The first thing Arthur Dent had to do, he realised resignedly, was to get himself a life. This meant he had to find a planet he could have one on. It had to be a planet he could breathe on, where he could stand up and sit down without experiencing gravitational discomfort. It had to be somewhere where the acid levels were low and the plants didn't actually attack you. `I hate to be anthropic about this,' he said to the strange thing behind the desk at the Resettlement Advice Centre on Pintleton Alpha, `but I'd quite like to live somewhere where the people look vaguely like me as well. You know. Sort of human.' The strange thing behind the desk waved some of its stranger bits around and seemed rather taken aback by this. It oozed and glopped off its seat, thrashed its way slowly across the floor, ingested the old metal filing cabinet and then, with a great belch, excreted the appropriate drawer. It popped out a couple of glistening tentacles from its ear, removed some files from the drawer, sucked the drawer back in and vomited up the cabinet again. It thrashed its way back across the floor, slimed its way back up on to the seat and slapped the files on the table. `See anything you fancy?' it asked. Arthur looked nervously through some grubby and damp pieces of paper. He was definitely in some backwater part of the Galaxy here, and somewhere off to the left as far as the universe he knew and recognised was concerned. In the space where his own home should have been there was a rotten hick planet, drowned with rain and inhabited by thugs and boghogs. Even The Hitch Hiker's Guide to the Galaxy seemed to work only fitfully here, which was why he was reduced to making these sorts of enquiries in these sorts of places. One place he always asked after was Stavromula Beta, but no one had ever heard of such a planet. The available worlds looked pretty grim. They had little to offer him because he had little to offer them. He had been extremely chastened to realise that although he originally came from a world which had cars and computers and ballet and armagnac he didn't, by himself, know how any of it worked. He couldn't do it. Left to his own devices he couldn't build a toaster. He could just about make a sandwich and that was it. There was not a lot of demand for his services. Arthur's heart sank. This surprised him, because he thought it was already about as low as it could possibly be. He closed his eyes for a moment. He so much wanted to be home. He so much wanted his own home world, the actual Earth he had grown up on, not to have been demolished. He so much wanted none of this to have happened. He so much wanted that when he opened his eyes again he would be standing on the doorstep of his little cottage in the west country of England, that the sun would be shining over the green hills, the post van would be going up the lane, the daffodils would be blooming in his garden, and in the distance the pub would be opening for lunch. He so much wanted to take the newspaper down to the pub and read it over a pint of bitter. He so much wanted to do the crossword. He so much wanted to be able to get completely stuck on 17 across. He opened his eyes. The strange thing was pulsating irritably at him, tapping some kind of pseudopodia on the desk. Arthur shook his head and looked at the next sheet of paper. Grim, he thought. And the next. Very grim. And the next. Oh... Now that looked better. It was a world called Bartledan. It had oxygen. It had green hills. It even, it seemed, had a renowned literary culture. But the thing that most aroused his interest was a photograph of a small bunch of Bartledanian people, standing around in a village square, smiling pleasantly at the camera. `Ah,' he said, and held the picture up to the strange thing behind the desk. Its eyes squirmed out on stalks and roiled up and down the piece of paper, leaving a glistening trail of slime all over it. `Yes,' it said with distaste. `They do look exactly like you.'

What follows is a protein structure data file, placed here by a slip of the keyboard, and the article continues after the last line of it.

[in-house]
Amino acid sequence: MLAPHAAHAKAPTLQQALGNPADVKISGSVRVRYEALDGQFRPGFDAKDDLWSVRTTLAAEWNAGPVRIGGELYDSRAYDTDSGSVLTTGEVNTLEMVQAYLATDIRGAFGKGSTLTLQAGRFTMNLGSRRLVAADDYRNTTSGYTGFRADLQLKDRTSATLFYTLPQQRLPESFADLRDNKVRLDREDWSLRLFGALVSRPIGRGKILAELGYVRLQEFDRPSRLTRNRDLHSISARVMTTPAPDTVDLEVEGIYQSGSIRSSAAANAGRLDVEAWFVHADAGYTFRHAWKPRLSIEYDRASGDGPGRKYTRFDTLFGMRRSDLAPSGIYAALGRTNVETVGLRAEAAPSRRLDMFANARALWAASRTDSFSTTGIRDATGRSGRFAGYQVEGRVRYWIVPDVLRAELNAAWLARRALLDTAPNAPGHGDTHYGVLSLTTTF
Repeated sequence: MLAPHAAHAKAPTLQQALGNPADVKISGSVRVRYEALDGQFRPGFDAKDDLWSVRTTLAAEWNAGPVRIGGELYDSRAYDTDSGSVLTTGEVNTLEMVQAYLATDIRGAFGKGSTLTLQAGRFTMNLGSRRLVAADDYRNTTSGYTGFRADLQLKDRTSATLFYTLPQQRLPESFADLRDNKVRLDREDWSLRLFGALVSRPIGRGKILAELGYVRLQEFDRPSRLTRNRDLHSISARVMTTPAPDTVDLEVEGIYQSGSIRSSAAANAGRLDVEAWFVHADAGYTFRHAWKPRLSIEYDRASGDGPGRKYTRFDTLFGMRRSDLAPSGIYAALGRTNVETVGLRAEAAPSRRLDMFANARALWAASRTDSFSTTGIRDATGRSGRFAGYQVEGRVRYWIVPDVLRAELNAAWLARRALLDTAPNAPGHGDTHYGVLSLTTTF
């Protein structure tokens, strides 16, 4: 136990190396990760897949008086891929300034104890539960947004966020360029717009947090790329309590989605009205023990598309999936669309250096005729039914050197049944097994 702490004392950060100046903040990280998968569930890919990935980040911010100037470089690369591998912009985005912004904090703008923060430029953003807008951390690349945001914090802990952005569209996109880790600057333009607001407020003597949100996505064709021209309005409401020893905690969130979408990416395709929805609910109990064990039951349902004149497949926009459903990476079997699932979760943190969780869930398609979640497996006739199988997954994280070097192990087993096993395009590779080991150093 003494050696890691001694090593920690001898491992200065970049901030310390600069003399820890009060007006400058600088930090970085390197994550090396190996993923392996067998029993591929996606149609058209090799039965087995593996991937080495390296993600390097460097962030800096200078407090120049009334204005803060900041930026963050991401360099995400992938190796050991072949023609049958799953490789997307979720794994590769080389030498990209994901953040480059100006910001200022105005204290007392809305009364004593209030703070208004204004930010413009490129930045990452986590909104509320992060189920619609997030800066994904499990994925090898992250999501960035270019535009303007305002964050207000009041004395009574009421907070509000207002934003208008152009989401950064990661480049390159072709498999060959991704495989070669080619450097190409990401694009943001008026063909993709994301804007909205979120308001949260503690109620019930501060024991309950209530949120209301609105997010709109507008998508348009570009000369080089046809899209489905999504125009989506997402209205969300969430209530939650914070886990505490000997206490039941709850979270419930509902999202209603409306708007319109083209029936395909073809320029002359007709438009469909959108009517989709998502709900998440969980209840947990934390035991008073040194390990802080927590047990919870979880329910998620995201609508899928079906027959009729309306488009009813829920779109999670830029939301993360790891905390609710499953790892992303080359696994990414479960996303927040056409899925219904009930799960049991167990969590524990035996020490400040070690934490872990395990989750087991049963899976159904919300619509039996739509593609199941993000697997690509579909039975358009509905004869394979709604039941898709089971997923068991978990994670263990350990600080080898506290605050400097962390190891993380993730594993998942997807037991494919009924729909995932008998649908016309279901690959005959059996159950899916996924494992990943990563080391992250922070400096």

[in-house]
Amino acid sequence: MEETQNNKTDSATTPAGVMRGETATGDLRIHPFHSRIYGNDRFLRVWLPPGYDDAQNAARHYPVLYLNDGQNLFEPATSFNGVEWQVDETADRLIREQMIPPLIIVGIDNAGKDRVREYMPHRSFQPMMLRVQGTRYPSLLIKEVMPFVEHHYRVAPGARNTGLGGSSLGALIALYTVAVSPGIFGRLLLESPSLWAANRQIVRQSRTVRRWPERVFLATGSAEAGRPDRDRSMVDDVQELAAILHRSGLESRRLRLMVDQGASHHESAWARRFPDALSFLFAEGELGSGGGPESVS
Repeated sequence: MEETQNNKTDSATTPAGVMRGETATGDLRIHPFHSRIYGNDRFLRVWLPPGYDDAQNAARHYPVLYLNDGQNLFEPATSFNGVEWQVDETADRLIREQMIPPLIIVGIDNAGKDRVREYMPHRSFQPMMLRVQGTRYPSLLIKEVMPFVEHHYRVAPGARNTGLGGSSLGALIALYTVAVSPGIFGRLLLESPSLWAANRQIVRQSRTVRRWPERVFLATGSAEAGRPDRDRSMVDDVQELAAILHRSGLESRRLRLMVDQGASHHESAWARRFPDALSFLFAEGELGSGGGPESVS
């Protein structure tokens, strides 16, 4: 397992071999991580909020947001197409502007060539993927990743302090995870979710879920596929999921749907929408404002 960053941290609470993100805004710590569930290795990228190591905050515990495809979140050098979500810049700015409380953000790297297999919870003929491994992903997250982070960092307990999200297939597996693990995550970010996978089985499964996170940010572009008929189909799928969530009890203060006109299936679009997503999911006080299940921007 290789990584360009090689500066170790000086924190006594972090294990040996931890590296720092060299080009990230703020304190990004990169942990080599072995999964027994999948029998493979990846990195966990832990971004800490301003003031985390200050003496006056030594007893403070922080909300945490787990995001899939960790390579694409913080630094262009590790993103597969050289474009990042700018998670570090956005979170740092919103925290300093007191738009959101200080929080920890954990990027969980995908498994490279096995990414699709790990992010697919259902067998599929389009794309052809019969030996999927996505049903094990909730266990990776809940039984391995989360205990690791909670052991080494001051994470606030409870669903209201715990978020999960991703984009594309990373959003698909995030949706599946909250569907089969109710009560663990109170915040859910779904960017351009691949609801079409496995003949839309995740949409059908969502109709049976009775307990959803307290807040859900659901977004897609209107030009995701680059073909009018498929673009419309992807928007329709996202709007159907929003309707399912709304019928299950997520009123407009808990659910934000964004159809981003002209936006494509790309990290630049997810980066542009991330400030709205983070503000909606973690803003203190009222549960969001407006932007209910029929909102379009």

Arthur moved to Bartledan and, using some money he had made by selling some toenail clippings and spit to a DNA bank, he bought himself a room in the village featured in the picture. It was pleasant there. The air was balmy. The people looked like him and seemed not to mind him being there. They didn't attack him with anything. He bought some clothes and a cupboard to put them in. He had got himself a life. Now he had to find a purpose in it. At first he tried to sit and read. But the literature of Bartledan, famed though it was throughout this sector of the Galaxy for its subtlety and grace, didn't seem to be able to sustain his interest. The problem was that it wasn't actually about human beings after all. It wasn't about what human beings wanted. The people of Bartledan were remarkably like human beings to look at, but when you said `Good evening' to one, he would tend to look around with a slight sense of surprise, sniff the air and say that, yes, he supposed that it probably was a goodish evening now that Arthur came to mention it. `No, what I meant was to wish you a good evening,' Arthur would say, or rather, used to say. He soon learned to avoid these conversations. `I mean that I hope you have a good evening,' he would add. More puzzlement. `Wish?' the Bartledanian would say at last, in polite bafflement. `Er, yes,' Arthur would then have said. `I'm just expressing the hope that...' `Hope?' `Yes.' `What is hope?' Good question, thought Arthur to himself, and retreated back to his room to think about things. On the one hand he could only recognise and respect what he learnt about the Bartledanian view of the universe, which was that the universe was what the universe was, take it or leave it. On the other hand he could not help but feel that not to desire anything, not ever to. wish or to hope, was just not natural. Natural. There was a tricky word. He had long ago realised that a lot of things that he had thought of as natural, like buying people presents at Christmas, stopping at red lights or falling at a rate of 32 feet/second/second, were just the habits of his own world and didn't necessarily work the same way anywhere else; but not to wish - that really couldn't be natural, could it? That would be like not breathing. Breathing was another thing that the Bartledanians didn't do, despite all the oxygen in the atmosphere. They just stood there. Occasionally they ran around and played netball and stuff (without ever wishing to win though, of course - they would just play, and whoever won, won), but they never actually breathed. It was, for some reason, unnecessary. Arthur quickly learned that playing netball with them was just too spooky. Though they looked like humans, and even moved and sounded like humans, they didn't breathe and they didn't wish for things. Breathing and wishing for things, on the other hand, was just about all that Arthur seemed to do all day. Sometimes he would wish for things so much that his breathing would get quite agitated, and he would have to go and lie down for a bit. On his own. In his small room. So far from the world which had given birth to him that his brain could not even process the sort of numbers involved without just going limp. He preferred not to think about it. He preferred just to sit and read - or at least he would prefer it if there was anything worth reading. But nobody in Bartledanian stories ever wanted anything. Not even a glass of water. Certainly, they would fetch one if they were thirsty, but if there wasn't one available, they would think no more about it. He had just read an entire book in which the main character had, over the course of a week, done some work in his garden, played a great deal of netball, helped mend a road, fathered a child on his wife and then unexpectedly died of thirst just before the last chapter. In exasperation Arthur had combed his way back through the book and in the end had found a passing reference to some problem with the plumbing in Chapter 2. And that was it. So the guy dies. It just happens. It wasn't even the climax of the book, because there wasn't one. The character died about a third of the way through the penultimate chapter of the book, and the rest of it was just more stuff about road-mending. The book just finished dead at the one hundred thousandth word, because that was how long books were on Bartledan. Arthur threw the book across the room, sold the room and left. He started to travel with wild abandon, trading in more and more spit, toenails, fingernails, blood, hair, anything that anybody wanted, for tickets. For semen, he discovered, he could travel first class. He settled nowhere, but only existed in the hermetic, twilight world of the cabins of hyperspatial starships, eating, drinking, sleeping, watching movies, only stopping at spaceports to donate more DNA and catch the next long-haul ship out. He waited and waited for another accident to happen. The trouble with trying to make the right accident happen is that it won't. That is not what `accident' means. The acci- dent that eventually occurred was not what he had planned at all. The ship he was on blipped in hyperspace, flickered horribly between ninety-seven different points in the Galaxy simultaneously, caught the unexpected gravitational pull of an uncharted planet in one of them, became ensnared in its outer atmosphere and began to fall, screaming and tearing, into it. The ship's systems protested all the way down that everything was perfectly normal and under control, but when it went into a final hectic spin, ripped wildly through half a mile of trees and finally exploded into a seething ball of flame it became clear that this was not the case. Fire engulfed the forest, boiled into the night, then neatly put itself out, as all unscheduled fires over a certain size are now required to do by law. For a short while afterwards, other small fires flared up here and there as odd pieces of scattered debris exploded quietly in their own time. Then they too died away. Arthur Dent, because of the sheer boredom of endless inter- stellar flight, was the only one on board who had actually familiarised himself with the ship's safety procedures in case of an unscheduled landing, and was therefore the sole survivor. He lay dazed, broken and bleeding in a sort of fluffy pink plastic cocoon with `Have a nice day' printed in over three thousand different languages all over it. Black, roaring silences swam sickeningly through his shattered mind. He knew with a kind of resigned certainty that he would survive, because he had not yet been to Stavromula Beta. After what seemed an eternity of pain and darkness, he became aware of quiet shapes moving around him.